Here are steps you can take to improve the air quality in your workplace, a cost effective and reliable method to safeguard employee wellbeing and maximise productivity.
Why does indoor air quality matter?
Ensuring sufficient fresh air is provided to employees is a highly effective method of reducing the risk of viral transmission in the workplace. Virus laden aerosols build up within spaces as their inhabitants respire, meaning it is imperative that fresh air is regularly circulated to keep employees safe.
Additionally, increased CO2 levels - a byproduct of respiration - have been shown to impact cognitive ability, increasing the likelihood of erroneous decision making by 25% in elite chess players.
Clearly, ensuring that IAQ levels remain optimal is highly beneficial to organisations seeking to safeguard their employees’ wellbeing and provide them with the best working environment.
The 3 pillars of IAQ
Air quality can be broken down into three core aspects which impact wellbeing and cognitive ability.
Temperature & Humidity
These factors impact both viral survivability and our immune response to infection. Maintaining the following benchmarks gives our bodies the best chance of staving off viruses whilst creating the least hospitable environment for a virus:
Monitoring CO2 levels is an indicator of how fresh the air within a space is, the more frequently fresh air is circulated within a space the closer CO2 levels will be to the natural composition of our air. Organisations should aim to maintain a CO2 level of 300-500ppm.
How to improve the rate of fresh air with occupancy and air quality data
There are 3 key steps to take to ensure that IAQ remains within the optimal levels, and ensure that organisations have visibility of and control over the factors impacting it.
1 - Data gathering
In order to improve air quality, organisations need to gather continuous occupancy and environmental data. The first step in improving IAQ is having clear visibility throughout the workplace.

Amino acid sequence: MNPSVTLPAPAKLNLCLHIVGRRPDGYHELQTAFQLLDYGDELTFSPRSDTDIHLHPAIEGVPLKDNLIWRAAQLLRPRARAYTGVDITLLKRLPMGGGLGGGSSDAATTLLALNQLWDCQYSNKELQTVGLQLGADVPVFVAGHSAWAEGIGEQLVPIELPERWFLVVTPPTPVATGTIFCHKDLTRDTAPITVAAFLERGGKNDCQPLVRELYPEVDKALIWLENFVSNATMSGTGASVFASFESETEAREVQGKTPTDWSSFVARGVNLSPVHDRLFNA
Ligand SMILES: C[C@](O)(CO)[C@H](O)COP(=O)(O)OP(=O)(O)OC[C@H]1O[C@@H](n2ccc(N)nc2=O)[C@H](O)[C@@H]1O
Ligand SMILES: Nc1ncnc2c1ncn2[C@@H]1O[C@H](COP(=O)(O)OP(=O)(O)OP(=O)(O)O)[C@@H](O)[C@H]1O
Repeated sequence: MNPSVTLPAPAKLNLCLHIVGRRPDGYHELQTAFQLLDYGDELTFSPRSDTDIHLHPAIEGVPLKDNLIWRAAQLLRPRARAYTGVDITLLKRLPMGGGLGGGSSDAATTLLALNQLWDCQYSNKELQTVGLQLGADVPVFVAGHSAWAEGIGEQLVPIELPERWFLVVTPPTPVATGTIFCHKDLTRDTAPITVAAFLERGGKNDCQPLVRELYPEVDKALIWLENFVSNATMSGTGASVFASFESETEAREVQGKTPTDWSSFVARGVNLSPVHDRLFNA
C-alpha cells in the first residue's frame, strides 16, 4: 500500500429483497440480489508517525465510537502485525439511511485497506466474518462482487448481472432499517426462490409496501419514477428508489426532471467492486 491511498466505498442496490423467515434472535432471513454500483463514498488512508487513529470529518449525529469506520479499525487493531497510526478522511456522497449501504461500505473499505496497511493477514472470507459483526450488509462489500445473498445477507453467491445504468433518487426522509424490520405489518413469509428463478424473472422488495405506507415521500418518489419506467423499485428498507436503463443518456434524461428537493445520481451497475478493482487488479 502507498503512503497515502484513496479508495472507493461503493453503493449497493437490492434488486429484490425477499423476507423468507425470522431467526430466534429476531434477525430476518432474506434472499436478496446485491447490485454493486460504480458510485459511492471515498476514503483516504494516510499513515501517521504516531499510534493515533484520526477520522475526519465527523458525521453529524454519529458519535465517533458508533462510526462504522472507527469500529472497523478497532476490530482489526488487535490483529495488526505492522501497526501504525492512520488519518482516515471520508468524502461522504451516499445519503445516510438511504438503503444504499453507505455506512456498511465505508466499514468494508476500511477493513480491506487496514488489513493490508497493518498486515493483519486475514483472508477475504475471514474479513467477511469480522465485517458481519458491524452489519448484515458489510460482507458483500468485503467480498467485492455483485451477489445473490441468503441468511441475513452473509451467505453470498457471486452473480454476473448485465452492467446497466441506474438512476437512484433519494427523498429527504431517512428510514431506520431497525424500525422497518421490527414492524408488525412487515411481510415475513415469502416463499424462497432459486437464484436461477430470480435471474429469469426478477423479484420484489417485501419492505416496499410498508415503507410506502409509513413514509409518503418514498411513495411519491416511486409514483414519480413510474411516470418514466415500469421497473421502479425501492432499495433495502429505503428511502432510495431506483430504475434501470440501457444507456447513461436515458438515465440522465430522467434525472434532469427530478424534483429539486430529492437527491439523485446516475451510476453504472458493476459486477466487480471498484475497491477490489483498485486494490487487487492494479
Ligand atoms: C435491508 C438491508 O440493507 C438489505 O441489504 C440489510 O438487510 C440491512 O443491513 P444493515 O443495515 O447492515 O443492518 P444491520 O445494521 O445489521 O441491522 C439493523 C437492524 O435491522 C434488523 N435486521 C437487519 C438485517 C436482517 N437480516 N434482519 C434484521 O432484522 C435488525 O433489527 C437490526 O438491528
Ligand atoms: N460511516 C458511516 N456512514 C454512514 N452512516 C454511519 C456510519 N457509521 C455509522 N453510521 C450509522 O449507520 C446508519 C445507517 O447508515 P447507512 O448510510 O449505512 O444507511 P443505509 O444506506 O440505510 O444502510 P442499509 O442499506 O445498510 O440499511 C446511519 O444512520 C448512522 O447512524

which gather data in real time enables teams to respond immediately to dangerous spikes and identify trends throughout the week. Introducing a sensor solution incorporating the following sensors will provide the data and visibility necessary:
Air quality sensors
- Monitoring CO2, temperature and humidity, these sensors continuously report on the air quality throughout a space.
- Deployed across assets throughout the workplace, these sensors add an extra layer of insight into air quality levels, enabling teams to understand the impact of human behaviour on IAQ.
2 - Redistributing occupancy levels
Here is some data that highlights how office occupancy has impacted CO2 level throughout the week.
Clear trends are identifiable throughout the week, with higher occupancy levels in the midweek days corresponding to severe peaks in CO2 levels which are indicative of stale air which poses a risk to employees.
Figure 1: Occupancy and CO2 levels across the week
There are numerous ways in which occupancy data can be analysed to avoid these peaks and bring averages down to a lower and safer level:
Spread occupancy evenly throughout the week - occupancy data enables teams to understand which days are popular with employees, and enables evidence based decisions to be made in redistributing usage throughout the week.
Identify highly utilised areas within the workplace - understanding which floors or areas of the office are highly populated provides teams with the ability to better allocate space and devise plans to encourage equal utilisation of assets to avoid highly concentrated areas.
Identify popular workplace assets - by understanding which types of spaces are most commonly used teams can work to repurpose underutilised assets to help spread occupancy across spaces.
Understand departmental behaviours - looking at occupancy through a departmental lens can avoid overcrowding by identifying which teams require more space, and where the opportunities for change in the office lie.
3 - Adjusting HVAC performance
A key takeaway from the CO2 and occupancy graphs above is to note the steady increase of CO2 levels throughout the day despite occupancy remaining steady. This is a clear indication that ventilation systems are not providing nearly enough fresh air.
Ventilation systems need to be providing at least 10 litres of fresh air per person, per second in order for a CO2 level of 300-500ppm to be maintained.
How to calculate how much fresh air is needed
Using occupancy data, teams can fine tune their ventilation systems by working out how many air changes per hour and thus, the necessary volumetric flow rate of air to ensure that fresh air is being sufficiently provided.
Calculating air changes per hour (acph)
rp = ventilation rate per person = 10 litres per person, per sec
d = occupant density = square metre per occupancy
h = ceiling height (metres)
Calculating volumetric flow rate (q)
q = volumetric flow rate (L/s)
v = volume of space in cubic metres
acph = air changes per hour per person
Leveraging the above information enables teams to approach either the internal team responsible for HVAC systems or their building managers and make the changes required to ensure that fresh air is being provided at the appropriate rate.
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